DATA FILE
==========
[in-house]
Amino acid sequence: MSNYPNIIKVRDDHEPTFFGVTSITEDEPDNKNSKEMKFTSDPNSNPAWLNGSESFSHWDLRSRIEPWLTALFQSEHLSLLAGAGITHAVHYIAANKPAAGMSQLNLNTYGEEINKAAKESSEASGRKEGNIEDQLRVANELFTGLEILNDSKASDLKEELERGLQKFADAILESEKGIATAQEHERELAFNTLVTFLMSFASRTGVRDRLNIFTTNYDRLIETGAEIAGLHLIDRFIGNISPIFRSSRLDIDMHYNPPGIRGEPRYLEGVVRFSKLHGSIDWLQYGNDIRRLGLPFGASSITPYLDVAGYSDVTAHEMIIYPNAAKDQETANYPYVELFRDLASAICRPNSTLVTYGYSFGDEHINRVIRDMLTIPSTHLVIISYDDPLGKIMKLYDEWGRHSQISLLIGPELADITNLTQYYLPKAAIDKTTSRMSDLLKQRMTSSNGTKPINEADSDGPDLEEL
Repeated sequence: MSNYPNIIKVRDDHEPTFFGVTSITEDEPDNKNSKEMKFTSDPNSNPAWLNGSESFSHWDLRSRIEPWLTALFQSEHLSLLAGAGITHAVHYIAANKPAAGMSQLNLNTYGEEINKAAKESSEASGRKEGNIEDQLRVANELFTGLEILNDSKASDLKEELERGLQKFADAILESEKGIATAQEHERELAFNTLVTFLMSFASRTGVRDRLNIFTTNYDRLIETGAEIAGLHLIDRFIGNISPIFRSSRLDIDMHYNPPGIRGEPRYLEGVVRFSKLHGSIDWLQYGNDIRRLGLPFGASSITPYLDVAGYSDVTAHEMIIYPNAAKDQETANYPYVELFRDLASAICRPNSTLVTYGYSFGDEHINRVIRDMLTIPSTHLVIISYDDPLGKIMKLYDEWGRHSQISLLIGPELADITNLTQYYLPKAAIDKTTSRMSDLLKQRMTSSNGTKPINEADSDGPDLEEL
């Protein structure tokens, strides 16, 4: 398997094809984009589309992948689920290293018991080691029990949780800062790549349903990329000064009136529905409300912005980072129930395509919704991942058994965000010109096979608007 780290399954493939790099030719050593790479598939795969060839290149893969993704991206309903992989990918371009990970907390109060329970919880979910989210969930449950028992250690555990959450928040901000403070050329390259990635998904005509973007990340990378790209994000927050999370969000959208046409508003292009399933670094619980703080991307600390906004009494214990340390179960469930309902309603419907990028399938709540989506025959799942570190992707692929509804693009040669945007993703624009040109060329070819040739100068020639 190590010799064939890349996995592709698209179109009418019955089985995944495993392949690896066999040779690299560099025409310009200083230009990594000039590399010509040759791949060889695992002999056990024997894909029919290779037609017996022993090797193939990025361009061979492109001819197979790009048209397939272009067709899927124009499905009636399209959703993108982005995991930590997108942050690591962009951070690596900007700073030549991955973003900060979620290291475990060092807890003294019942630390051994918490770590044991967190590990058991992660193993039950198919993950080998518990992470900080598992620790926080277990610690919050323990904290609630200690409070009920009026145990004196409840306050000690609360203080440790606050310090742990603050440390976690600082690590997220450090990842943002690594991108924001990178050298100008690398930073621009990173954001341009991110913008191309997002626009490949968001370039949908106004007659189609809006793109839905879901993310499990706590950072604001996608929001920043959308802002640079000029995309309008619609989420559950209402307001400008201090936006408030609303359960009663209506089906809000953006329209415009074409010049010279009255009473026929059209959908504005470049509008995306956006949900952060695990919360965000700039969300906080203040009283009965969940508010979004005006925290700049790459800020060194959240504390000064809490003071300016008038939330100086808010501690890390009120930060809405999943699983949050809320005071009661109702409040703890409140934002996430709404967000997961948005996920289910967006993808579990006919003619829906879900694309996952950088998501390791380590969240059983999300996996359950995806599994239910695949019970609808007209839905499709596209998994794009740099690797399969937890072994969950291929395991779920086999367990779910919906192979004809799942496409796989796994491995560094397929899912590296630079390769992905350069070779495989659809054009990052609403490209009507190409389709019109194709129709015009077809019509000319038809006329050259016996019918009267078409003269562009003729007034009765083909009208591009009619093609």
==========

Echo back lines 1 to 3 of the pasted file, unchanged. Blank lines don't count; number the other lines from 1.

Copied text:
[in-house]
Amino acid sequence: MSNYPNIIKVRDDHEPTFFGVTSITEDEPDNKNSKEMKFTSDPNSNPAWLNGSESFSHWDLRSRIEPWLTALFQSEHLSLLAGAGITHAVHYIAANKPAAGMSQLNLNTYGEEINKAAKESSEASGRKEGNIEDQLRVANELFTGLEILNDSKASDLKEELERGLQKFADAILESEKGIATAQEHERELAFNTLVTFLMSFASRTGVRDRLNIFTTNYDRLIETGAEIAGLHLIDRFIGNISPIFRSSRLDIDMHYNPPGIRGEPRYLEGVVRFSKLHGSIDWLQYGNDIRRLGLPFGASSITPYLDVAGYSDVTAHEMIIYPNAAKDQETANYPYVELFRDLASAICRPNSTLVTYGYSFGDEHINRVIRDMLTIPSTHLVIISYDDPLGKIMKLYDEWGRHSQISLLIGPELADITNLTQYYLPKAAIDKTTSRMSDLLKQRMTSSNGTKPINEADSDGPDLEEL
Repeated sequence: MSNYPNIIKVRDDHEPTFFGVTSITEDEPDNKNSKEMKFTSDPNSNPAWLNGSESFSHWDLRSRIEPWLTALFQSEHLSLLAGAGITHAVHYIAANKPAAGMSQLNLNTYGEEINKAAKESSEASGRKEGNIEDQLRVANELFTGLEILNDSKASDLKEELERGLQKFADAILESEKGIATAQEHERELAFNTLVTFLMSFASRTGVRDRLNIFTTNYDRLIETGAEIAGLHLIDRFIGNISPIFRSSRLDIDMHYNPPGIRGEPRYLEGVVRFSKLHGSIDWLQYGNDIRRLGLPFGASSITPYLDVAGYSDVTAHEMIIYPNAAKDQETANYPYVELFRDLASAICRPNSTLVTYGYSFGDEHINRVIRDMLTIPSTHLVIISYDDPLGKIMKLYDEWGRHSQISLLIGPELADITNLTQYYLPKAAIDKTTSRMSDLLKQRMTSSNGTKPINEADSDGPDLEEL